Fast forward three decades later and many viewers have come around to the film, which has experienced something of a newly found appreciation lately. Nobody will argue that it’s a masterpiece, but the latest Assembly Cut elevates what was a complete dumpster fire into a serviceable—if painfully forgettable—90’s flick.
9. Mank (2020)
Fincher’s latest film has turned out to be his most divisive one yet. For many of his devotees, who had to endure a six-year hiatus since his last project, a slow-burn period drama on 1930’s Hollywood came a bit out of left field. That isn’t to say there isn’t much to love. If anything, it’s crystal-clear Fincher poured his heart into this passion project—something that can’t be said for either of the previous two entries in our list.
Mank tackles a movie-lore behemoth like Citizen Kane by supporting the highly-disputed theory that Herman Mankiewicz and not Orson Welles did all the heavy lifting on its script. The film presents itself as a cautionary tale on the predatory nature of the entertainment business told through the spiritual endeavors of a martyred screenwriter—the kind of self-loathing interrogation of the industry that, ironically enough, Hollywood seems to adore.
As a heartfelt tribute to every artistic creator out there, Mank hits all the right notes—it’s as a historical account that it bites off more than it can chew. It’s not so much that Fincher seems out of depth—on a technical level Mank is as impressive as any of his previous efforts—but rather that the film never escapes its own tediousness. Drunk on its self-aggrandizing rhetoric, Mank fails to do what any worthy biopic should—that is, justify its own existence.
8. Panic Room (2002)
Every list like the present one should come with a big disclaimer: when passing judgement on all-time directors, one should keep in mind that even their supposedly ‘minor works’ are, by normal standards, highly enjoyable affairs. And especially if you’re someone like Fincher, who single-handedly dropped three of the best thrillers in recent memory, some of your work is bound to fall through the cracks.
Our next film meets such criteria. Panic Room is David Fincher’s twisted Home Alone rendition, where a divorced mum and her teenage daughter fend off a trio of incompetent intruders. The film is generally swept under the rug as the one where the director played it ‘safe’ in his most conventional popcorn flick to date. Admittedly, when you pitch it against the rest of his moody pieces, it doesn’t quite pack a punch. But what Panic Room may lack in gravitas and scope compared to Zodiac or Se7en, it more than makes up on sheer entertainment value. In fact, the story fully benefits from the small scale and self-contained narrative.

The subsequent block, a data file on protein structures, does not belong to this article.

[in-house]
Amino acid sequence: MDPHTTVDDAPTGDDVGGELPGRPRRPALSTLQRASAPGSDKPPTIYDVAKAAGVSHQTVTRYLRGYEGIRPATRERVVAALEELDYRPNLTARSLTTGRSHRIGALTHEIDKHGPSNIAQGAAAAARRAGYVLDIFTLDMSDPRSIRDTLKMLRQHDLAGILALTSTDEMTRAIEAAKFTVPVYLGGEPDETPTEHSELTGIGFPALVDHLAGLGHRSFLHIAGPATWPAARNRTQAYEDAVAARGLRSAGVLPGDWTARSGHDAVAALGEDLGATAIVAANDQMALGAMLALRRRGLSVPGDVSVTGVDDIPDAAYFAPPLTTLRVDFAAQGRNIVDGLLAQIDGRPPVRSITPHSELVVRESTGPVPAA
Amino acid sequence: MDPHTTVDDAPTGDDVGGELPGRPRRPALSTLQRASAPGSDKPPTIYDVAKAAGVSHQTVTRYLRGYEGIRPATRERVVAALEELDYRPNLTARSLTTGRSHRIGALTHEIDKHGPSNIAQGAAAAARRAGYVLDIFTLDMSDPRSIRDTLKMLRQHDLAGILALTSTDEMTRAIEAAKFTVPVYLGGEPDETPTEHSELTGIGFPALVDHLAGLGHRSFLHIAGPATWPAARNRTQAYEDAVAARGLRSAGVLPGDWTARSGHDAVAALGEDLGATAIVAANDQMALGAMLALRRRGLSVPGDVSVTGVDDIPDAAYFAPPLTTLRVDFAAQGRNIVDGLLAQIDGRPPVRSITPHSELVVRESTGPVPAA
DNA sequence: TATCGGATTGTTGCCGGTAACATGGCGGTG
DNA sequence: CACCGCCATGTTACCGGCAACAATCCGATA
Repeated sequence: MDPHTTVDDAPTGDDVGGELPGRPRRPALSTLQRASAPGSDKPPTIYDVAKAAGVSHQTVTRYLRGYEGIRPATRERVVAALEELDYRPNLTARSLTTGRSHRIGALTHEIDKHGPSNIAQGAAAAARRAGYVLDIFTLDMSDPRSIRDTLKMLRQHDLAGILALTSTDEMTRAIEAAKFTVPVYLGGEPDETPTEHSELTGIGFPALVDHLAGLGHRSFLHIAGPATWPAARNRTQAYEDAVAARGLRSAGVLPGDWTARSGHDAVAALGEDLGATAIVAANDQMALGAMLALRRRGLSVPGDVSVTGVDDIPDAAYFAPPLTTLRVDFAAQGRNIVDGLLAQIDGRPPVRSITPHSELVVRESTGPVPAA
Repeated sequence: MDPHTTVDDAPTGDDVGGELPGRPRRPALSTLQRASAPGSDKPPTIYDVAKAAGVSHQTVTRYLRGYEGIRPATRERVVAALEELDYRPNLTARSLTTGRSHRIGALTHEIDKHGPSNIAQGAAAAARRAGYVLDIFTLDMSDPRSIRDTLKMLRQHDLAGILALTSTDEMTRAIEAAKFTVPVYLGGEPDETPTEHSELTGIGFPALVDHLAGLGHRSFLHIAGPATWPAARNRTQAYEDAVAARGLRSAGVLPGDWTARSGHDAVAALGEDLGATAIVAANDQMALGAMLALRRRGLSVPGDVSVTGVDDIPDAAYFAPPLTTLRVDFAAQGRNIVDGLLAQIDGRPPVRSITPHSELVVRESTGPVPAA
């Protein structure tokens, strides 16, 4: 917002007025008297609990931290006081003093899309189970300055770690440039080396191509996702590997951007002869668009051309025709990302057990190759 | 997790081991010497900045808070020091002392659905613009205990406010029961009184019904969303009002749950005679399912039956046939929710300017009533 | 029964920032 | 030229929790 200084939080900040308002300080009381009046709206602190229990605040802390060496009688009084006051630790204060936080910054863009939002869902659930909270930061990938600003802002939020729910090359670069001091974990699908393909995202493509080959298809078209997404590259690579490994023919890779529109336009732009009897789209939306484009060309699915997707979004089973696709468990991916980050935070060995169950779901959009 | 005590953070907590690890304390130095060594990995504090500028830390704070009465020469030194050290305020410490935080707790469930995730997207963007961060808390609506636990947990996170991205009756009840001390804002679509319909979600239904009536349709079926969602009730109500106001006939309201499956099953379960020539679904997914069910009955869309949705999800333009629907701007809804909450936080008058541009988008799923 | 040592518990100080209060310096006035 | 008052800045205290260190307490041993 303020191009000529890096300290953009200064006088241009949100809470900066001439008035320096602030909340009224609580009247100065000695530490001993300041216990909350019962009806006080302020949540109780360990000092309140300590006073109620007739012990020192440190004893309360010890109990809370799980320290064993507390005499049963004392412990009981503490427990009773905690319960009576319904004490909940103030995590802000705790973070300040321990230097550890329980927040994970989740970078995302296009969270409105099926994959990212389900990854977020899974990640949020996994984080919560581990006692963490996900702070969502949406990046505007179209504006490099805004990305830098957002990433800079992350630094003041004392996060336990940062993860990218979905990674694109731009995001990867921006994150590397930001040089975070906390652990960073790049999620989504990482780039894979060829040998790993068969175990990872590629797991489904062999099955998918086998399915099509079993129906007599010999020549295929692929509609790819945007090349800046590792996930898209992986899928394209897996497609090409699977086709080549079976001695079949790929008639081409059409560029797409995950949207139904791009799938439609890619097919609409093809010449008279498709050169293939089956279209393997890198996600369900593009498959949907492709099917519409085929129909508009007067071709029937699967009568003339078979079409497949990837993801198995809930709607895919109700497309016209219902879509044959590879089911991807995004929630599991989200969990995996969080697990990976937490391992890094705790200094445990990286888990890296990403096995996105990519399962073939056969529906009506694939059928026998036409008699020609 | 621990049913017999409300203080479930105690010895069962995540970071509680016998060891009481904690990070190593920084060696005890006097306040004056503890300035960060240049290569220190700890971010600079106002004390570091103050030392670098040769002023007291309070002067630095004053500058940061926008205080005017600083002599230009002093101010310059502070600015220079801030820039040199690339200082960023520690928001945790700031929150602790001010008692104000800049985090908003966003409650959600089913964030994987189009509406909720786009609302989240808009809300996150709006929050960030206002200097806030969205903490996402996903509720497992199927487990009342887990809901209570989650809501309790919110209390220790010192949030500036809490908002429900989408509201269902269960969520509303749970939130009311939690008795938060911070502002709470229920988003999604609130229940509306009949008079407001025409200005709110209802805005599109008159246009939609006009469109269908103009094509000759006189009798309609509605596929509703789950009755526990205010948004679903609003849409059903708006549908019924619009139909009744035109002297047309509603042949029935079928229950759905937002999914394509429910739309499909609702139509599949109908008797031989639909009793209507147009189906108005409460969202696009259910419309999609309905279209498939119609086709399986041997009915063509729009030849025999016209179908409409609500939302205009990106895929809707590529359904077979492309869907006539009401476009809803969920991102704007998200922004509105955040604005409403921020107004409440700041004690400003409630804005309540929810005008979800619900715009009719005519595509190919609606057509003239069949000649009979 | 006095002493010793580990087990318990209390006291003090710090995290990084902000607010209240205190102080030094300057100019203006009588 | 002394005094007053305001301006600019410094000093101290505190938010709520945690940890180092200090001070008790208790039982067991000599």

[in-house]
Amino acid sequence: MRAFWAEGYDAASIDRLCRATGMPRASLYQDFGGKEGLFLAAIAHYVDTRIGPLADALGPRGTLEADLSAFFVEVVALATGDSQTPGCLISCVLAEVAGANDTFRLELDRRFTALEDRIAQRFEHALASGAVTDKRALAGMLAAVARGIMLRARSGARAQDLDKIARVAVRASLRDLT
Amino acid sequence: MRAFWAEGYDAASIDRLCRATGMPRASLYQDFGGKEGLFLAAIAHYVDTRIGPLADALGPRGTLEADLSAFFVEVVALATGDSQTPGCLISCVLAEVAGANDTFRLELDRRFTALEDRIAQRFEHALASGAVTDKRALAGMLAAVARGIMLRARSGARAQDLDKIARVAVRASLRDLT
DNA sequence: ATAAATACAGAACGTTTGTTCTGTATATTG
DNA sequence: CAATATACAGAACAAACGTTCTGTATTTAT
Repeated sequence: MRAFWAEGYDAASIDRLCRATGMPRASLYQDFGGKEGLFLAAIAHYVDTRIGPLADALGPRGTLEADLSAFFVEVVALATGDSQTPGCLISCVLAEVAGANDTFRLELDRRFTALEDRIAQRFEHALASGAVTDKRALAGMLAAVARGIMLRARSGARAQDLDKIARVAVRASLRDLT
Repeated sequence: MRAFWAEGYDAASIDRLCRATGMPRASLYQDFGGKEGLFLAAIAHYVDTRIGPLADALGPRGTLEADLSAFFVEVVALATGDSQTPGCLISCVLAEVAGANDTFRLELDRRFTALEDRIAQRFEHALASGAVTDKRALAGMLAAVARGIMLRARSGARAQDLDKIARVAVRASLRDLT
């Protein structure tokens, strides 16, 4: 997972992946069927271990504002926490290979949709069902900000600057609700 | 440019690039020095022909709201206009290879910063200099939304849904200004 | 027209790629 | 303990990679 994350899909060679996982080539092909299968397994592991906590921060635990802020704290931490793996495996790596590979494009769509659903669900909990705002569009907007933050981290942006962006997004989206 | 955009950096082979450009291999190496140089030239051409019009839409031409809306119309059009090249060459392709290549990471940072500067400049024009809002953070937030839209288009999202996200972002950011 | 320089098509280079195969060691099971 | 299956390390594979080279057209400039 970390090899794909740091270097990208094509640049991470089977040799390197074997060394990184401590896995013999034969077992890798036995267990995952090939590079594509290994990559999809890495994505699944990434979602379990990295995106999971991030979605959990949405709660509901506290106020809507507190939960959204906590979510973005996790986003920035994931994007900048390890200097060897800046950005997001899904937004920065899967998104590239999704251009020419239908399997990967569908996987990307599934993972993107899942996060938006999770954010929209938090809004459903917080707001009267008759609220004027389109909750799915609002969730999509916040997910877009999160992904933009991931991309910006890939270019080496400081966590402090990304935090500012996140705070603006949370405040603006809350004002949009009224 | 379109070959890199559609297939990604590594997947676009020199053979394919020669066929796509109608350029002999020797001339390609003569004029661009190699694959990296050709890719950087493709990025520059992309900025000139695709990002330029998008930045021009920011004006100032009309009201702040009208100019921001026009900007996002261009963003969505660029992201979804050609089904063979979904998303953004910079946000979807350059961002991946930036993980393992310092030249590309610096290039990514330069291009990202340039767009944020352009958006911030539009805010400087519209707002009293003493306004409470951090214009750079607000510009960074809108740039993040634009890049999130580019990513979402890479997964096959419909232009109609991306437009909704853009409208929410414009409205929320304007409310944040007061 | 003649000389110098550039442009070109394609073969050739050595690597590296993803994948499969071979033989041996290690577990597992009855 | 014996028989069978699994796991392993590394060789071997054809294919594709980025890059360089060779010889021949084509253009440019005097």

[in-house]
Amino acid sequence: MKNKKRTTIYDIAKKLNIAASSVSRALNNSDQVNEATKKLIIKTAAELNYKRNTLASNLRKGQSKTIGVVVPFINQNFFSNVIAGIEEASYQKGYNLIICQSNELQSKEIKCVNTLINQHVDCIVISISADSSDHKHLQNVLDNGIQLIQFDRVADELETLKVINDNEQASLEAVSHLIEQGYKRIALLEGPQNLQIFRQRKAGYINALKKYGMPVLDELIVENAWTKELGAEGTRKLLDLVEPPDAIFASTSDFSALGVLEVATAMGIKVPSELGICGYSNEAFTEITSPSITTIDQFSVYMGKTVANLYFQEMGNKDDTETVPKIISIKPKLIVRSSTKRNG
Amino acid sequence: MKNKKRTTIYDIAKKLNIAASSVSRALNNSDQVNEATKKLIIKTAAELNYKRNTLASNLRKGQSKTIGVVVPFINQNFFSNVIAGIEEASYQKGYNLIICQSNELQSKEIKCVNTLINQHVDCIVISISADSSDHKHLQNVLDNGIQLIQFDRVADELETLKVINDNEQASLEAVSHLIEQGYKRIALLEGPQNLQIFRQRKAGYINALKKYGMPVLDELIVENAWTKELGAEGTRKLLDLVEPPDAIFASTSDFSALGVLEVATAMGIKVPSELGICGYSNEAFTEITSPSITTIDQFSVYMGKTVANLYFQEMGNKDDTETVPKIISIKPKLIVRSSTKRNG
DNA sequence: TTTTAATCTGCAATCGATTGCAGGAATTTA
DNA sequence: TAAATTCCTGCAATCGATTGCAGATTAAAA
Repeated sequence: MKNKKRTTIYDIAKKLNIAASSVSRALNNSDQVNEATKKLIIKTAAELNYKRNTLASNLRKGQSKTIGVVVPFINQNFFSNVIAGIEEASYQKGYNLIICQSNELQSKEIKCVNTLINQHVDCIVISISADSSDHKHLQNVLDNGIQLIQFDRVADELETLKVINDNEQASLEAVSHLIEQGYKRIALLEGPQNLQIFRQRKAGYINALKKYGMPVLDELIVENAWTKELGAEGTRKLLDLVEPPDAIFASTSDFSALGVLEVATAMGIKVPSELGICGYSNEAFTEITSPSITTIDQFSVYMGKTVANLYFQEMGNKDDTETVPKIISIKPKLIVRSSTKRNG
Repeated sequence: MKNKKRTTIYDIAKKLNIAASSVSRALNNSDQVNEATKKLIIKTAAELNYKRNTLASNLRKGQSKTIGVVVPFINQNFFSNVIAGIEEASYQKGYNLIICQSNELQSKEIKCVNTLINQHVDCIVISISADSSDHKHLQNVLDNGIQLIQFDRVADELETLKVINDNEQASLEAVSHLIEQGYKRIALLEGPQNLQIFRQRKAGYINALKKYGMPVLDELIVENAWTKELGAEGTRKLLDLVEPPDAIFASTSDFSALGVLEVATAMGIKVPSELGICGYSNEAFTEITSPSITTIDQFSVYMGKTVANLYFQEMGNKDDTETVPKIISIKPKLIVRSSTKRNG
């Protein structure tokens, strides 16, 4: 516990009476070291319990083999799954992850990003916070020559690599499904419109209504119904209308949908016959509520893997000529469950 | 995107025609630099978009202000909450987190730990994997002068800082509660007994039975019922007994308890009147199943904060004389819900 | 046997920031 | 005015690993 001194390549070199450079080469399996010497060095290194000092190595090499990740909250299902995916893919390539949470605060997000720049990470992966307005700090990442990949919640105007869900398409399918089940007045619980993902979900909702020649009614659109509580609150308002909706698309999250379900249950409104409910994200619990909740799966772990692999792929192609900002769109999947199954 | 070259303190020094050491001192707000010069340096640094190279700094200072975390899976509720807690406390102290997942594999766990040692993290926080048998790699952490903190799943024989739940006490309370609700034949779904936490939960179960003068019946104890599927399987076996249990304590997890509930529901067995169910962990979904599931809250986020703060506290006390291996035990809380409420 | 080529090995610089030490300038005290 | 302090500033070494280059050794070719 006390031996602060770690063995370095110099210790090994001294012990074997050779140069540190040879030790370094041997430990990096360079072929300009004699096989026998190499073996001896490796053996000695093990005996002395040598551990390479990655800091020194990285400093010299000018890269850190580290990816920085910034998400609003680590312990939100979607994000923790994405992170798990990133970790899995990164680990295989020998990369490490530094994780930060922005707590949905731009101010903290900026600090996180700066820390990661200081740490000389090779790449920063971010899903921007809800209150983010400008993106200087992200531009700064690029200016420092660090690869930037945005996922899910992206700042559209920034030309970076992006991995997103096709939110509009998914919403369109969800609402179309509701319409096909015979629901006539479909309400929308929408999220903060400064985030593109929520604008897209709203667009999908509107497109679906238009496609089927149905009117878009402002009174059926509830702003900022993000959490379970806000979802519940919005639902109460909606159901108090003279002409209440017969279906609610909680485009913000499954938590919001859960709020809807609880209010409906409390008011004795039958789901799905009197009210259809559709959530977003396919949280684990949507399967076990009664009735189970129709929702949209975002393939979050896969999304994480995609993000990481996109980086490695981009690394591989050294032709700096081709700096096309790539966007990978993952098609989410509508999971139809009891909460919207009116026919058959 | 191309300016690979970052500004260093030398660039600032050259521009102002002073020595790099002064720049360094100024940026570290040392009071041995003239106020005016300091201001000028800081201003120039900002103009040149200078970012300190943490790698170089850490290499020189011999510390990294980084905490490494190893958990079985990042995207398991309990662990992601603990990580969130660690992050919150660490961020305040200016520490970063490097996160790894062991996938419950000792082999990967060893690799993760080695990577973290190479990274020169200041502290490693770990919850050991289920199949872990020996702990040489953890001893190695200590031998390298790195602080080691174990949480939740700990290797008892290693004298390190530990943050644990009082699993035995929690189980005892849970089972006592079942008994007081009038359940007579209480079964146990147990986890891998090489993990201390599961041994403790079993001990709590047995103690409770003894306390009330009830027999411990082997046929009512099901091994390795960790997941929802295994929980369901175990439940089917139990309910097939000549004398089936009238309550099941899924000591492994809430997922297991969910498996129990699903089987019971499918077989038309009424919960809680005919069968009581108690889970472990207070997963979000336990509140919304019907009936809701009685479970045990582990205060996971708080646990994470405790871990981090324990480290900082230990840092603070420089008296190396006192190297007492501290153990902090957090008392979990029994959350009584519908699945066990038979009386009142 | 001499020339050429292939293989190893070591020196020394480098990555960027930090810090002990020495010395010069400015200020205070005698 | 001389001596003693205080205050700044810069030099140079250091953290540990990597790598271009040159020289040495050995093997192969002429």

Above all, Panic Room is an experiment on visual style, an open canvas where Fincher showed off every camera trick up his sleeve. Every tracking shot, whip pan and tilt is charged with purpose and makes the most out of the film’s limited environment. It may not rank as the most transgressive work in Fincher’s catalogue, but in all likelihood didn’t deserve all the flak it got upon release.
7. The Game (1997)
Fincher fully understands that the essence to every thriller lies not so much in the resolution but in the suspenseful build-up to it. Accordingly, he tends to play his cards close to his chest—keeping the viewers at bay and always one step behind him. In this morbid retelling of A Christmas Carol, Michael Douglas plays a grumpy San Francisco banker who reluctantly agrees to partake in a mysterious game for his birthday. One could argue that Douglas’ character is a stand-in for each one of us every time we decide to embark on a David Fincher movie—an oblivious individual playing catch-up while a master puppeteer pulls the strings from behind the curtain.
As Douglas tries to make sense of all the cruel twists of fate that keep befalling him, Fincher puts us in a constant state of paranoia, double-guessing every bit of information we’re given at every turn. And just when we think we have a grip on things, he throws yet another twist at us, each wilder than the last. It’s almost like every movie he puts together is a sick, staged game with the sole purpose of teasing his viewers.
If there’s anything keeping this one a tier below his landmark work is the outlandish climax and suspension of disbelief required from the viewer in order to take it seriously.